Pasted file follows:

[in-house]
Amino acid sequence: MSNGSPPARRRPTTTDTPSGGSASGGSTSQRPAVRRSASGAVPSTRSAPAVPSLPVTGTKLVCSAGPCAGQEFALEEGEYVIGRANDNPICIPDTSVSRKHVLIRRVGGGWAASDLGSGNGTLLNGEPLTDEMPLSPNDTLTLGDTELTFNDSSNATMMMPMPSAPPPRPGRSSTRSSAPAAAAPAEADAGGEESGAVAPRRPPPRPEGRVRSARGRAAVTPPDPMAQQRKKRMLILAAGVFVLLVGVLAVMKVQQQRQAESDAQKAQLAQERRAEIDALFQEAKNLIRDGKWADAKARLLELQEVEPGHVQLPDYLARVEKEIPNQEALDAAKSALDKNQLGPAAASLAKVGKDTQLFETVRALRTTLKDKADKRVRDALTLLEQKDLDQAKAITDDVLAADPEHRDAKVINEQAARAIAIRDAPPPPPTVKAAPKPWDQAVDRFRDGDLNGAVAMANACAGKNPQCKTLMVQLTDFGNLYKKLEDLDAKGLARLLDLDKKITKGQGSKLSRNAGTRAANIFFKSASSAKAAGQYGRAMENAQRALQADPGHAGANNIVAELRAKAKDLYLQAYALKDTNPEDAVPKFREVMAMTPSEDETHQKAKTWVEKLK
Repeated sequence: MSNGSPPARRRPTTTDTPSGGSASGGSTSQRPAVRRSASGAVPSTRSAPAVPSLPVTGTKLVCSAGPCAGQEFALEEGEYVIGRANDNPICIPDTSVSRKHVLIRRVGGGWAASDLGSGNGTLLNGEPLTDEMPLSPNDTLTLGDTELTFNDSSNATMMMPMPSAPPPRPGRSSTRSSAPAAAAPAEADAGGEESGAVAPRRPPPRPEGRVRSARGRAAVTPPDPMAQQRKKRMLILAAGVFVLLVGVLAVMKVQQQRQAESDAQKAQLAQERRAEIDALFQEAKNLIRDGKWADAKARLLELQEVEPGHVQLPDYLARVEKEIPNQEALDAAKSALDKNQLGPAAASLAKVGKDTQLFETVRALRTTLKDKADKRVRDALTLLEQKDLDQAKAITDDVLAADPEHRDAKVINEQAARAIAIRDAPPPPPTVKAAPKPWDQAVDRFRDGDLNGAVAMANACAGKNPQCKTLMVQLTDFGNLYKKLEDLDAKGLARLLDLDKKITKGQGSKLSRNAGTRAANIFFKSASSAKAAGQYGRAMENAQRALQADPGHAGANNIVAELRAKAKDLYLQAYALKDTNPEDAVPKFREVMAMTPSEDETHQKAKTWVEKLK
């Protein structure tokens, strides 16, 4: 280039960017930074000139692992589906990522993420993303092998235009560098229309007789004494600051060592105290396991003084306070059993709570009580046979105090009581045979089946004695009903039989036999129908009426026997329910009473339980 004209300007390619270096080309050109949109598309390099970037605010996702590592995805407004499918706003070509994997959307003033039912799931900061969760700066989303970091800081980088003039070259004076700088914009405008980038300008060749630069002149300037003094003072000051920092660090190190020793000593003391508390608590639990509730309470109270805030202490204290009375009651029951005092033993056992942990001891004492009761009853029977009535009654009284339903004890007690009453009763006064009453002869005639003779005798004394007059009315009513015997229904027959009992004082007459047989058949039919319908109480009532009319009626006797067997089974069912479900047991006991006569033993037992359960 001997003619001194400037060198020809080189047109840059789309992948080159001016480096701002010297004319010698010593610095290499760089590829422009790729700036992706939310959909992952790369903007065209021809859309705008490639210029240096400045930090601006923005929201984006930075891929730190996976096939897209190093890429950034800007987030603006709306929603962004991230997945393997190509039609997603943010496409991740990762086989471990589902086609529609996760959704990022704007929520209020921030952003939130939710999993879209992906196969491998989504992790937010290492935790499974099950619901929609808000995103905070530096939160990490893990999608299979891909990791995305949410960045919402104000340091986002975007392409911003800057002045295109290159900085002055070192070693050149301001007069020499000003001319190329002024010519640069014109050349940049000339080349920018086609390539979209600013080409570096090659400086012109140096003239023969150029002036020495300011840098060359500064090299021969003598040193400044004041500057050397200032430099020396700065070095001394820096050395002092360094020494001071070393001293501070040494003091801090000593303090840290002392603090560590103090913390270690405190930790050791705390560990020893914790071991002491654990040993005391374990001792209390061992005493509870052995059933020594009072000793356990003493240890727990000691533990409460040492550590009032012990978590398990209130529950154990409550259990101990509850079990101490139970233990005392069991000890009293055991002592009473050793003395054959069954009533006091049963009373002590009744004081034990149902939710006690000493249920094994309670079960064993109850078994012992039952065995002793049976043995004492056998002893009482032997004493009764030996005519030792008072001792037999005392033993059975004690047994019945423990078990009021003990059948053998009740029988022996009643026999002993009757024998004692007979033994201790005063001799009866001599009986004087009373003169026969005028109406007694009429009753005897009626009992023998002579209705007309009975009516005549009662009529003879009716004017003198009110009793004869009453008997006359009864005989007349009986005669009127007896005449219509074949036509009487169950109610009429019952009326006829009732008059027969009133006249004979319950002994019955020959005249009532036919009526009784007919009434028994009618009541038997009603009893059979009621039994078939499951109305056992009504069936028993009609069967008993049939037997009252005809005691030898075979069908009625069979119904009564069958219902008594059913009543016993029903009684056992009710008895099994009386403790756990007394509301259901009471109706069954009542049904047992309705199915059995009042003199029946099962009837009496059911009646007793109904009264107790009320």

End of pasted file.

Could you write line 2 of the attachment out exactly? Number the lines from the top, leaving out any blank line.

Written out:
Amino acid sequence: MSNGSPPARRRPTTTDTPSGGSASGGSTSQRPAVRRSASGAVPSTRSAPAVPSLPVTGTKLVCSAGPCAGQEFALEEGEYVIGRANDNPICIPDTSVSRKHVLIRRVGGGWAASDLGSGNGTLLNGEPLTDEMPLSPNDTLTLGDTELTFNDSSNATMMMPMPSAPPPRPGRSSTRSSAPAAAAPAEADAGGEESGAVAPRRPPPRPEGRVRSARGRAAVTPPDPMAQQRKKRMLILAAGVFVLLVGVLAVMKVQQQRQAESDAQKAQLAQERRAEIDALFQEAKNLIRDGKWADAKARLLELQEVEPGHVQLPDYLARVEKEIPNQEALDAAKSALDKNQLGPAAASLAKVGKDTQLFETVRALRTTLKDKADKRVRDALTLLEQKDLDQAKAITDDVLAADPEHRDAKVINEQAARAIAIRDAPPPPPTVKAAPKPWDQAVDRFRDGDLNGAVAMANACAGKNPQCKTLMVQLTDFGNLYKKLEDLDAKGLARLLDLDKKITKGQGSKLSRNAGTRAANIFFKSASSAKAAGQYGRAMENAQRALQADPGHAGANNIVAELRAKAKDLYLQAYALKDTNPEDAVPKFREVMAMTPSEDETHQKAKTWVEKLK